Meghan McCain Reveals She Tried to Call Her Late Father John’s Cell Phone
Meghan McCain recently opened up about her father’s death and how she recently tried to call his phone.
Meghan McCain is still in pain after losing her father, Sen. John McCain, nearly a year ago. The TV host shared an incident that happened last week, where she tried calling her father’s phone, forgetting that he was no longer with them.
“How is it possible that I still do that? I don’t know. It doesn’t get easier. We just learn to hide our grief better because it makes so many people so uncomfortable. Our culture avoids any and all reminders of death and mortality,” she wrote.
Senator John died on August 25, 2018, after a well-fought battle with an aggressive and rare brain cancer. In 1982, the 81-year-old was elected to the House of Representatives. After serving his term, he tried to run for president but was defeated.
“I love you so much Dad. I’m not ashamed I still miss you terribly. I’m still searching for meaning and God’s plan in all of it. I’m dreading 20 days from now like I’m bracing for a flood to come,” McCain added.
The host had previous posts where she opened up about her father’s death, including how much she longs to hear his voice and feel his presence.
The father-daughter duo was undoubtedly close, which is why it comes as no surprise that McCain defended her father from a Sen. Amy Klobuchar in May.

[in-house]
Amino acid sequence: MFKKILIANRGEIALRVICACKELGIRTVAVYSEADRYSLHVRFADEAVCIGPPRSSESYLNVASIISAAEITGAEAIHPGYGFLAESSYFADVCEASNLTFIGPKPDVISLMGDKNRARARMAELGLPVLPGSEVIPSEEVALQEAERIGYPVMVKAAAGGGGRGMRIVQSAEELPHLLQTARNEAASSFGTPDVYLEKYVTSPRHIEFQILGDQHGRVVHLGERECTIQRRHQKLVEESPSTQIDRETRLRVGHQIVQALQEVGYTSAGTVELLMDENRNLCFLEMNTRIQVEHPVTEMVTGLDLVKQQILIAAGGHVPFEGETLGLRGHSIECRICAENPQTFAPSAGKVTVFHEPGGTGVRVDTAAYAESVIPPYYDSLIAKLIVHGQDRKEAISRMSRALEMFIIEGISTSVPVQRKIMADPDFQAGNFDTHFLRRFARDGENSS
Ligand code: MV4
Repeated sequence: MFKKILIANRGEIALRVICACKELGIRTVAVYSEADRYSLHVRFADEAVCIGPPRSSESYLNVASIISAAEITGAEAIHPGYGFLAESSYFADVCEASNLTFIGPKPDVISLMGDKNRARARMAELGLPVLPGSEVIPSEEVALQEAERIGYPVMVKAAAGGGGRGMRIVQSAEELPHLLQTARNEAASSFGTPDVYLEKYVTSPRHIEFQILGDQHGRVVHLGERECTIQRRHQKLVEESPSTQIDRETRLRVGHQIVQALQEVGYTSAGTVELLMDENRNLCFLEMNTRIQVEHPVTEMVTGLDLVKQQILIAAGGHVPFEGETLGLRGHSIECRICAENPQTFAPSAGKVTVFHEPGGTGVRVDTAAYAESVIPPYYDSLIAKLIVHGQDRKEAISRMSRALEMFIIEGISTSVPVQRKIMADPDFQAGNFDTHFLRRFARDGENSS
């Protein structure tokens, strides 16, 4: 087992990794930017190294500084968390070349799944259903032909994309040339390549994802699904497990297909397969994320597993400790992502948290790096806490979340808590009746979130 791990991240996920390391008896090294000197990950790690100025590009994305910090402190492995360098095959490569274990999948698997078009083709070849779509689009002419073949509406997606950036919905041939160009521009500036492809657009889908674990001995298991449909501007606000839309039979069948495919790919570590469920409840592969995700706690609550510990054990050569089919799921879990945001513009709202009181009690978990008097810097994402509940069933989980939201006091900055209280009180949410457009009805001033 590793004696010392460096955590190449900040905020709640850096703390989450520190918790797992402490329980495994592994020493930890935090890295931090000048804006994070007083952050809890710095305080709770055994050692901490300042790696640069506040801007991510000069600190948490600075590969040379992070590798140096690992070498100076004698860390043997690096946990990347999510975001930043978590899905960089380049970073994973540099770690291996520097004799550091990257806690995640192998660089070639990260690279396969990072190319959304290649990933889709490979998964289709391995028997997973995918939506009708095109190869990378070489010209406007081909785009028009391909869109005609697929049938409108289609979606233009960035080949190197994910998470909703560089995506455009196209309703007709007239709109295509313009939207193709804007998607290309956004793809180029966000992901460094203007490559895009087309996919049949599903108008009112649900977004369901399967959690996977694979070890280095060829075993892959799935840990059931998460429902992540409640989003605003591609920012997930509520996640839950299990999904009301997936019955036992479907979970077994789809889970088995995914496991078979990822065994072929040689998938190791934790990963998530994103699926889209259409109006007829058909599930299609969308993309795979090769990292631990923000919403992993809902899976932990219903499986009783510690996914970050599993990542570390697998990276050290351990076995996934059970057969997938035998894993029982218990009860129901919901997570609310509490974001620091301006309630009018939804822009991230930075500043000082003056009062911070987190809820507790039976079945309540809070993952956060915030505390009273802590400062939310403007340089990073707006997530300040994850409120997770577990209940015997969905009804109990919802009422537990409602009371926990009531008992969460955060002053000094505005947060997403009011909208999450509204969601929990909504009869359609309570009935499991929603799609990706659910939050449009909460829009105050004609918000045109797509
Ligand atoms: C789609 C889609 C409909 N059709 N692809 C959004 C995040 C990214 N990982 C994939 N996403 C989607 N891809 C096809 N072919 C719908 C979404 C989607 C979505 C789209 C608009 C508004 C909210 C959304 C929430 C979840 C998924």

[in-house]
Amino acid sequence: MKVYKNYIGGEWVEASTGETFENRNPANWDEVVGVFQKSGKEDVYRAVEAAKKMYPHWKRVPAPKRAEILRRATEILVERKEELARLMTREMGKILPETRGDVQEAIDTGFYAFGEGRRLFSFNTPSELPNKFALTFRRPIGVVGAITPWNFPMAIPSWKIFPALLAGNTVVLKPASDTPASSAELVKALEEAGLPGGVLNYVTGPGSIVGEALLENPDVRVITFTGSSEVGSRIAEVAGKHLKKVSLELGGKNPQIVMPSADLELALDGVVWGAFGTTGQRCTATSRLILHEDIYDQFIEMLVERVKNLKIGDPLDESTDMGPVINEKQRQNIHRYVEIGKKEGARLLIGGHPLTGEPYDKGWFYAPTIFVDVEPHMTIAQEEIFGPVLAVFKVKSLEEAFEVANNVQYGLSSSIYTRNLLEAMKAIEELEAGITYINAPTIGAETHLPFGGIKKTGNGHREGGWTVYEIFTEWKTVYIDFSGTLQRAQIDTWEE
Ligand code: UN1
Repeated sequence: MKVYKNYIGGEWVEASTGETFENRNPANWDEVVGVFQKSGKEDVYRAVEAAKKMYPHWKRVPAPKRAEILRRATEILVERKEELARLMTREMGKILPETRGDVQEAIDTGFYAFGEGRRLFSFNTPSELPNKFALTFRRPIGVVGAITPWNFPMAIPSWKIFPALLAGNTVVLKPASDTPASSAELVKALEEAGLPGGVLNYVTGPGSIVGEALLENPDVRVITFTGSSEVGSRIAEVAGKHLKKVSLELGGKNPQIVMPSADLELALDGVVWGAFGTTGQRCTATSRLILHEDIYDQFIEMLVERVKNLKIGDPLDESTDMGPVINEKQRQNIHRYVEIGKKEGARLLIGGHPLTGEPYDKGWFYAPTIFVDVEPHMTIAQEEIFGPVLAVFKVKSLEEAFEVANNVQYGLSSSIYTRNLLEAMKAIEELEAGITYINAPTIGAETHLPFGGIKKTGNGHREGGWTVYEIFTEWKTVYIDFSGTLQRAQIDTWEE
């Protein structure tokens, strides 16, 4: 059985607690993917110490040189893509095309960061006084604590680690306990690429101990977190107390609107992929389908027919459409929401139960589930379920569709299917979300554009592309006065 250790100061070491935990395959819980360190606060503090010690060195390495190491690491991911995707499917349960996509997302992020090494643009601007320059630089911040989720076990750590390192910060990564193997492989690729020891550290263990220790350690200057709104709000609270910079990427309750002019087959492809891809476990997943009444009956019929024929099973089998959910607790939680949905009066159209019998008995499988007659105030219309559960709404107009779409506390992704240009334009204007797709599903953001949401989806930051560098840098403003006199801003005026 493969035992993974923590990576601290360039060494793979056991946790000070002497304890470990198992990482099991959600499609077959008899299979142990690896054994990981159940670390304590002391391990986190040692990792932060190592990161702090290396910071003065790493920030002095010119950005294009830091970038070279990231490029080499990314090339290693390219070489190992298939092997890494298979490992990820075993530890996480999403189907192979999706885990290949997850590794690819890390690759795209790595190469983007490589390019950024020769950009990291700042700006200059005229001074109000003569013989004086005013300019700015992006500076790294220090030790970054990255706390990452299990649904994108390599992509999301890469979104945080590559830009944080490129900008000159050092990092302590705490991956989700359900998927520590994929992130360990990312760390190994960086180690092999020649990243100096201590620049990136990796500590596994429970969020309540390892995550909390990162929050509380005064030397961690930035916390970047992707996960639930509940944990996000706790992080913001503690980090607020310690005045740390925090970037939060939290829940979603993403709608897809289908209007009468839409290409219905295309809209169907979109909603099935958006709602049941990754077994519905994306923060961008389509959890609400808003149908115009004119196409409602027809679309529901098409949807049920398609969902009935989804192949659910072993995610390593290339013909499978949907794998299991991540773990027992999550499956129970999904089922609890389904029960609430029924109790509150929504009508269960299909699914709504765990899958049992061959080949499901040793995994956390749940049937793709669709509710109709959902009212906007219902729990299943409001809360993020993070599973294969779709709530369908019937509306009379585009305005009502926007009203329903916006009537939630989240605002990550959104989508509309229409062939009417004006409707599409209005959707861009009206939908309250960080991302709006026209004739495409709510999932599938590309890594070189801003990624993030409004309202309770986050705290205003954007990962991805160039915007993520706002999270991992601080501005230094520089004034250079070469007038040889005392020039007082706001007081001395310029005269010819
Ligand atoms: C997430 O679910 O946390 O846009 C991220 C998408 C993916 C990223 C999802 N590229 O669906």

Klobuchar recalled an incident where she conversed with the late senator. According to her account, Sen. John “kept reciting names of dictators” during President Donald Trump’s inaugural address to the nation.
“He knew more than any of us what we were facing as a nation. He understood it. He knew because he knew this man more than any of us did,” she said.
Sen. Amy Klobuchar reflected on sitting next to her friend the late Sen. John McCain during President Trump’s inauguration.— Way Too Early with Kasie Hunt (@WayTooEarly) May 26, 2019
“John McCain kept reciting to me names of dictators during that speech. Because he knew more than any of us what we were facing as a nation.” pic.twitter.com/DVHt6X1PT7
A few days after Klobuchar shared the story, McCain took to Twitter a simple request for the senator to “leave my fathers legacy and memory out of presidential politics.”